Hybrid Interventions in the Case of Combined Stenosis of the Carotid Bifurcations and Supra-Aortic Arteries

Hybrid Interventions in the Case of Combined Stenosis of the Carotid Bifurcations and Supra-Aortic Arteries

Hybrid Interventions in the Case of Combined Stenosis of the Carotid Bifurcations and Supra-Aortic Arteries Vladimir Starodubtsev, PhD, Andrey Karpe...

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Hybrid Interventions in the Case of Combined Stenosis of the Carotid Bifurcations and Supra-Aortic Arteries Vladimir Starodubtsev,

PhD,

Andrey Karpenko,

PhD,

and Pavel Ignatenko,

MD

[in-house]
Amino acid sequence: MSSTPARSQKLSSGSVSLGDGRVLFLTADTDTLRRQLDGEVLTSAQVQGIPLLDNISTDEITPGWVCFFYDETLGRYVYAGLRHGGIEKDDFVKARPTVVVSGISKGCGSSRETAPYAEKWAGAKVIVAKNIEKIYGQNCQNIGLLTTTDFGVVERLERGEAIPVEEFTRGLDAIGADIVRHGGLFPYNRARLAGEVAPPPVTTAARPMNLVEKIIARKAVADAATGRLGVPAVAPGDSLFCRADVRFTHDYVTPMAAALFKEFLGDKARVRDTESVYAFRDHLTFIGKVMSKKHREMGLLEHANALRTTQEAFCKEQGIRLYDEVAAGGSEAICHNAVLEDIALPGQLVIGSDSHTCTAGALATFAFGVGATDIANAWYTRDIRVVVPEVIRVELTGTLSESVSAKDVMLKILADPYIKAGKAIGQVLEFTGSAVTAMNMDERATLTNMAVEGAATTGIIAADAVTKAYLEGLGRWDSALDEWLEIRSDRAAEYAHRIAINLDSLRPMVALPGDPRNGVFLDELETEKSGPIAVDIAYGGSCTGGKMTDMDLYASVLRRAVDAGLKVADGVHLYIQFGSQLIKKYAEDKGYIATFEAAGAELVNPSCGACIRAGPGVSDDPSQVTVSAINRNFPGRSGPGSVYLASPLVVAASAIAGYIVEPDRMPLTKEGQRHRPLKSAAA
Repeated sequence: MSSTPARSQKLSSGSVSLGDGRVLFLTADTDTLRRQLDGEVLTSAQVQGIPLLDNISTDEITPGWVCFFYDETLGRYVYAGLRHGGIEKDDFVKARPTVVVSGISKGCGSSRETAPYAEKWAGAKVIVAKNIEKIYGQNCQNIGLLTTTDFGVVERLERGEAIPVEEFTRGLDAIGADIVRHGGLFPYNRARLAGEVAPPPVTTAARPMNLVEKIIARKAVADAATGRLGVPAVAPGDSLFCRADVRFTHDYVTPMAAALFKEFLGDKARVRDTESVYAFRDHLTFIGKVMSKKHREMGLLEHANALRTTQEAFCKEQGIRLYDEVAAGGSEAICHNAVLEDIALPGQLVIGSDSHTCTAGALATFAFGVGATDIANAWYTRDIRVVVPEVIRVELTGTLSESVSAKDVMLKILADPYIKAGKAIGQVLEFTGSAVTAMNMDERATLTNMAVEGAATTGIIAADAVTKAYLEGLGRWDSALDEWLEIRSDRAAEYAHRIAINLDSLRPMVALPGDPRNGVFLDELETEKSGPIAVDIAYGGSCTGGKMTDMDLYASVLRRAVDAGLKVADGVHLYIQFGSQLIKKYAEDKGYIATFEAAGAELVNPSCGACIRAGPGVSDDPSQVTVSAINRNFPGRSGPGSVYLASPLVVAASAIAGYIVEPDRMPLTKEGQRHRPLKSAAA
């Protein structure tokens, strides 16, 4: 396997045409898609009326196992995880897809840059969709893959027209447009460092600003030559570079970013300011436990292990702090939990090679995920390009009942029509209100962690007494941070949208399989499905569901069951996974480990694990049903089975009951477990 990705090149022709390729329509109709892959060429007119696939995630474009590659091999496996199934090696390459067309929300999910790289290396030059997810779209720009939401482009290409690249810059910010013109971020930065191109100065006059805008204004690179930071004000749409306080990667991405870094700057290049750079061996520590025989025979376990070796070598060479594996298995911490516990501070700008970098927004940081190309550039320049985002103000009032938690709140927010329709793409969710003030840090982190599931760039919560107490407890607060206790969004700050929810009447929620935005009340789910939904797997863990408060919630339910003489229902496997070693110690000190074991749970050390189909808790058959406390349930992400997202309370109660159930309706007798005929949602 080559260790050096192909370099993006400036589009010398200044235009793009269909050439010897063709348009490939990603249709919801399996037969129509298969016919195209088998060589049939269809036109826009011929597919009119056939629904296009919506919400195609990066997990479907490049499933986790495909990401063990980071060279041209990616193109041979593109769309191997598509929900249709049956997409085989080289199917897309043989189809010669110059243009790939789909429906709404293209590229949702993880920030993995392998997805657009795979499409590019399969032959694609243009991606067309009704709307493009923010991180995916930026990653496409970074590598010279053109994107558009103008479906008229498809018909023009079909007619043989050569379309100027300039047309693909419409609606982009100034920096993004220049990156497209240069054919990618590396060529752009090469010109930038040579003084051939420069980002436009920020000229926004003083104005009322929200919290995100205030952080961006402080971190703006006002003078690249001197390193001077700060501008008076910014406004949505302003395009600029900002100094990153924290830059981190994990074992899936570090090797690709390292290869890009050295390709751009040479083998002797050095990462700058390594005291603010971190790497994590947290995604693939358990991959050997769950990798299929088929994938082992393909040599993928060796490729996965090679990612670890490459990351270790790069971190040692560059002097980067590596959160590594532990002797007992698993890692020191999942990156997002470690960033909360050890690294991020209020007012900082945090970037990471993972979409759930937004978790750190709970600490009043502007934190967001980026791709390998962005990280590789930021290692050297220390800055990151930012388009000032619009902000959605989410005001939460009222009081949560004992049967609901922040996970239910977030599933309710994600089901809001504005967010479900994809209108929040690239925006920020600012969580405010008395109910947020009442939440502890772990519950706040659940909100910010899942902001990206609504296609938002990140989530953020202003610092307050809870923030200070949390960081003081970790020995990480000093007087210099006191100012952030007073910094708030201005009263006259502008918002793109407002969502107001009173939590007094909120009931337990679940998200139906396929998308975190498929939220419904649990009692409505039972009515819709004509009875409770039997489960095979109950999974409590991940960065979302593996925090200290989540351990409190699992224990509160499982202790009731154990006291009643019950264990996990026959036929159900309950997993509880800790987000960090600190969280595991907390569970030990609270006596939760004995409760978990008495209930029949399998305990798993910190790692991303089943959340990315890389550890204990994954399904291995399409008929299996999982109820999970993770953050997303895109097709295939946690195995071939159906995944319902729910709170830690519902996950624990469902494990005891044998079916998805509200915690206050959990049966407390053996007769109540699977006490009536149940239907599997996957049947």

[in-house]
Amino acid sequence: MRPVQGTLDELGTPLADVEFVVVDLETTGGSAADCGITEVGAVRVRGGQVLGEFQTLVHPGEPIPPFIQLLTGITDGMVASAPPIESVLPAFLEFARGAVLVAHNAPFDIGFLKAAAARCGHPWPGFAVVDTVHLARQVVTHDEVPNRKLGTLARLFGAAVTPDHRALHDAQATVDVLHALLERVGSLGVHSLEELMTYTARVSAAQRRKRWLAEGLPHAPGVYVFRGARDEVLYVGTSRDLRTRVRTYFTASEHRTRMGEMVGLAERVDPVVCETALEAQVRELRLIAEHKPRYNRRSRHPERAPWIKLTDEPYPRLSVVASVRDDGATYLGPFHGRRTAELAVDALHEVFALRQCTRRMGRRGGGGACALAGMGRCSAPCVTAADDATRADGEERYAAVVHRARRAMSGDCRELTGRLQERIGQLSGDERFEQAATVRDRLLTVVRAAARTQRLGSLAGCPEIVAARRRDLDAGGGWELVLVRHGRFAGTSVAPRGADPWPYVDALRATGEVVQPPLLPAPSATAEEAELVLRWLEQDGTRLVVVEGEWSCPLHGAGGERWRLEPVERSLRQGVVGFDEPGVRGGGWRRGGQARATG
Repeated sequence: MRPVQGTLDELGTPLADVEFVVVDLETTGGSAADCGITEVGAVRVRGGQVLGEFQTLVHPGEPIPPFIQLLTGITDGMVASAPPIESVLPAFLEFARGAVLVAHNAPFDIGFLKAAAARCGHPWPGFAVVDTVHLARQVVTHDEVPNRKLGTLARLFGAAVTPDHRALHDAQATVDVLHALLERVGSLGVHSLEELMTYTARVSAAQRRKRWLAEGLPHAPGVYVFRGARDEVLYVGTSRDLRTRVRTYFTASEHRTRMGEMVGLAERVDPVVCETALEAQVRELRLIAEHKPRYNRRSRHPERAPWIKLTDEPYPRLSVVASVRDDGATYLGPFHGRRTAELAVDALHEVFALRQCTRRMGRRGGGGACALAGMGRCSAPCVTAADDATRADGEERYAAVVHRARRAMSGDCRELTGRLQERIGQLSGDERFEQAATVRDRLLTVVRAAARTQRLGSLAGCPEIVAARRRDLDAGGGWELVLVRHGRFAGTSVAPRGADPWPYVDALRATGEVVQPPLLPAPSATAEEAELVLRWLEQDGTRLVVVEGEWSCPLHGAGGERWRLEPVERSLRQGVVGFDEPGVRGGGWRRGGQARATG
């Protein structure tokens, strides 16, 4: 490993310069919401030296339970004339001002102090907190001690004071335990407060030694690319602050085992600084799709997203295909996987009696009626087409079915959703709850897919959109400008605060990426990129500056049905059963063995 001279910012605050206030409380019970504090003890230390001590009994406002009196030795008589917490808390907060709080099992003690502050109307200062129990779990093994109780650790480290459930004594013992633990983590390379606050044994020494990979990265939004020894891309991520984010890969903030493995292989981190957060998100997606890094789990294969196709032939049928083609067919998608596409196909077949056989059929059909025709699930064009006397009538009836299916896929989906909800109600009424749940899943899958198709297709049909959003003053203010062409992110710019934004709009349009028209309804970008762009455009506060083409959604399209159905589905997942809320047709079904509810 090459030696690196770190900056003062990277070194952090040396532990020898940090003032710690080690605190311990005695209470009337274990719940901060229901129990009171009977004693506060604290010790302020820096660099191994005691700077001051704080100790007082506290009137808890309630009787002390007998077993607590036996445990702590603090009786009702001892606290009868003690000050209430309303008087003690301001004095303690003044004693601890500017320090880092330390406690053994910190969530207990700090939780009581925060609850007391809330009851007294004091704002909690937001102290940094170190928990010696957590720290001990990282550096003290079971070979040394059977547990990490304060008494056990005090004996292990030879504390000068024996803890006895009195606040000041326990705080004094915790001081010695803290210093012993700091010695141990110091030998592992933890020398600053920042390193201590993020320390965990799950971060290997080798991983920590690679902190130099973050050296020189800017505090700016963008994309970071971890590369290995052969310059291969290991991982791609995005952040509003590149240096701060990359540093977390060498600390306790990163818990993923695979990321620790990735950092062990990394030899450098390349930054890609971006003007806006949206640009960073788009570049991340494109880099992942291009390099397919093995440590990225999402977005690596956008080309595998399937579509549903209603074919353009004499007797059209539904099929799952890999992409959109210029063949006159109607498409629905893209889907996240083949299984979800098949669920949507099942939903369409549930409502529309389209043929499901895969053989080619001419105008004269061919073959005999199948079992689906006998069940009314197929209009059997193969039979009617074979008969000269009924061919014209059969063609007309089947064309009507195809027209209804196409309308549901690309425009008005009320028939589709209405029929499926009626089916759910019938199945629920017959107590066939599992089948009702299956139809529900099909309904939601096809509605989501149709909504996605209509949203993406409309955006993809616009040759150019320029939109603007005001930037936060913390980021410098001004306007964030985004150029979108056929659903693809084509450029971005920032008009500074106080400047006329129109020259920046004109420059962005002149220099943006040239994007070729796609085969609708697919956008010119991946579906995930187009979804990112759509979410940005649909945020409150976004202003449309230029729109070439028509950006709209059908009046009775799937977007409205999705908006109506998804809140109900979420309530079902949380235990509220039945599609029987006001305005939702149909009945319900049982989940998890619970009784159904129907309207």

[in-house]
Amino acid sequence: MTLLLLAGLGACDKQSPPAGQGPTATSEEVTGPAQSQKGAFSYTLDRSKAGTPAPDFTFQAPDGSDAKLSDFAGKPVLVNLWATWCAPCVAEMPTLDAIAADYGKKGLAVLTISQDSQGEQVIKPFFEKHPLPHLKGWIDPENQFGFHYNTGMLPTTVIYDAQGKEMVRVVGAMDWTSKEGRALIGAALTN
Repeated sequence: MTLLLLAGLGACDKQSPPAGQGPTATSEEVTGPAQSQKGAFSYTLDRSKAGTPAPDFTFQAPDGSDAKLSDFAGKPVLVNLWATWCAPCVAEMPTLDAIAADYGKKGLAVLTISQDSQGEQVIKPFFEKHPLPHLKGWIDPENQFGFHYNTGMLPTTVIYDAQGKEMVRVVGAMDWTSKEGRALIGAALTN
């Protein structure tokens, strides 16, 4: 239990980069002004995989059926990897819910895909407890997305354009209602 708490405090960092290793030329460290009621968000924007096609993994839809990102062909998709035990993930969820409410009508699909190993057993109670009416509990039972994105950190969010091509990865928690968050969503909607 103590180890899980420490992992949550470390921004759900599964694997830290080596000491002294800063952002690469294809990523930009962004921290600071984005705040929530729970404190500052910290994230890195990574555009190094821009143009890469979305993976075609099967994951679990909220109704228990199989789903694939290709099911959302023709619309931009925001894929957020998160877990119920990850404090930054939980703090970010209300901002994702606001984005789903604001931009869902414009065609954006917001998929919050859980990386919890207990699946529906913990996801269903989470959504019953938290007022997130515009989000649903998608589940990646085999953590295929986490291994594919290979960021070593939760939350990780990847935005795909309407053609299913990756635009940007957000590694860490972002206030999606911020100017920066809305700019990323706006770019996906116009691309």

Objectives: The purpose of our study is to describe the technique, safety, and efficacy of hybrid carotid revascularization for the treatment of combined occlusive lesions of the carotid bifurcations and supra-aortic arteries. Materials and Methods: We monitored the results of hybrid surgical interventions including carotid endarterectomy (CEA) and stenting either the common carotid artery (CCA) or the brachiocephalic trunk (BCT) in 12 patients. Nine men and 3 women with occlusive atherosclerosis made up the cohort. All surgical interventions were performed with local anesthesia by means of standard operative access to the bifurcation of the carotid artery. After the correction of the proximal stenosis of the CCA or BCT with subsequent angiography, the CEA was performed. The mean follow-up was 33.5 months (range, 6-48). Result: Ten patients underwent left CCA stenting in combination with CEA. Among the 10 patients, CEA was performed using the eversion technique in 5 cases and patch angioplasty in the other 5 cases. In the remaining 2 cases, the patients underwent CEA with patch angioplasty of the right internal carotid artery in combination with stenting of the BCT critical stenosis. During the early postoperative period and follow-up to 48 months, a stroke was not registered. Conclusion: Hybrid interventions (CEA and stenting of the CCA or BCT) allow combination of the advantages of each method in the treatment of multilevel vascular disease. This study confirms the safety and efficacy of hybrid interventions in a small cohort of patients while emphasizing the need for future randomized controlled trials in larger populations. Key Words: Carotid artery—tandem lesions—hybrid procedure—carotid endarterectomy—carotid bifurcations—supra-aortic arteries. © 2015 National Stroke Association. Published by Elsevier Inc. All rights reserved.